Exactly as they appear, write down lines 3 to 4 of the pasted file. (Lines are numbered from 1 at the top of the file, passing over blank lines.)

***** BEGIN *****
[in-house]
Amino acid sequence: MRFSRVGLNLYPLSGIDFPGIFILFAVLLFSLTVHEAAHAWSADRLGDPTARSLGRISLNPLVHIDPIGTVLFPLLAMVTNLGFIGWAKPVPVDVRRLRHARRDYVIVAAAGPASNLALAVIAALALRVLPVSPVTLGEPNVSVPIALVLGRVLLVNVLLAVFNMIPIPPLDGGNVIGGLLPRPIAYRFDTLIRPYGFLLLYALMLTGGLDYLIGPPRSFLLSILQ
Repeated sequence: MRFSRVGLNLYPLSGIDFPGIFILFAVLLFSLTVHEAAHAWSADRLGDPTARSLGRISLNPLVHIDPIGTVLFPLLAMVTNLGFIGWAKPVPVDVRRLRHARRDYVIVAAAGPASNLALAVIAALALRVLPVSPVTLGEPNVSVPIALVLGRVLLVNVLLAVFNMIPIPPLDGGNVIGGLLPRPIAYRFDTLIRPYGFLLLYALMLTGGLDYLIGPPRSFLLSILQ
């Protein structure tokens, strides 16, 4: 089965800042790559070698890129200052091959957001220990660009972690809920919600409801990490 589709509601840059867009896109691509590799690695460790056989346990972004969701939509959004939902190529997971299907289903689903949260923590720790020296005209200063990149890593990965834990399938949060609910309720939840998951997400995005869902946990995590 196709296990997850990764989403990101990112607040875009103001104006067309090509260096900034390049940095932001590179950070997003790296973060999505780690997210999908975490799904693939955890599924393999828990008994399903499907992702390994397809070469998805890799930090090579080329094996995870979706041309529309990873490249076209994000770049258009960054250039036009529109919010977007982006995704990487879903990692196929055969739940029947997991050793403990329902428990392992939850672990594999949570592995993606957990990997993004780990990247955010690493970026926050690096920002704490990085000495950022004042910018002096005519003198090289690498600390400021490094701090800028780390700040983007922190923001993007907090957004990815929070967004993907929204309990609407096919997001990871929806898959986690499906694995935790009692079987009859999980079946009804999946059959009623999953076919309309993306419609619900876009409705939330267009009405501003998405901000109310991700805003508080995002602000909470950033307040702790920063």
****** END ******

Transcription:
Repeated sequence: MRFSRVGLNLYPLSGIDFPGIFILFAVLLFSLTVHEAAHAWSADRLGDPTARSLGRISLNPLVHIDPIGTVLFPLLAMVTNLGFIGWAKPVPVDVRRLRHARRDYVIVAAAGPASNLALAVIAALALRVLPVSPVTLGEPNVSVPIALVLGRVLLVNVLLAVFNMIPIPPLDGGNVIGGLLPRPIAYRFDTLIRPYGFLLLYALMLTGGLDYLIGPPRSFLLSILQ
């Protein structure tokens, strides 16, 4: 089965800042790559070698890129200052091959957001220990660009972690809920919600409801990490 589709509601840059867009896109691509590799690695460790056989346990972004969701939509959004939902190529997971299907289903689903949260923590720790020296005209200063990149890593990965834990399938949060609910309720939840998951997400995005869902946990995590 196709296990997850990764989403990101990112607040875009103001104006067309090509260096900034390049940095932001590179950070997003790296973060999505780690997210999908975490799904693939955890599924393999828990008994399903499907992702390994397809070469998805890799930090090579080329094996995870979706041309529309990873490249076209994000770049258009960054250039036009529109919010977007982006995704990487879903990692196929055969739940029947997991050793403990329902428990392992939850672990594999949570592995993606957990990997993004780990990247955010690493970026926050690096920002704490990085000495950022004042910018002096005519003198090289690498600390400021490094701090800028780390700040983007922190923001993007907090957004990815929070967004993907929204309990609407096919997001990871929806898959986690499906694995935790009692079987009859999980079946009804999946059959009623999953076919309309993306419609619900876009409705939330267009009405501003998405901000109310991700805003508080995002602000909470950033307040702790920063």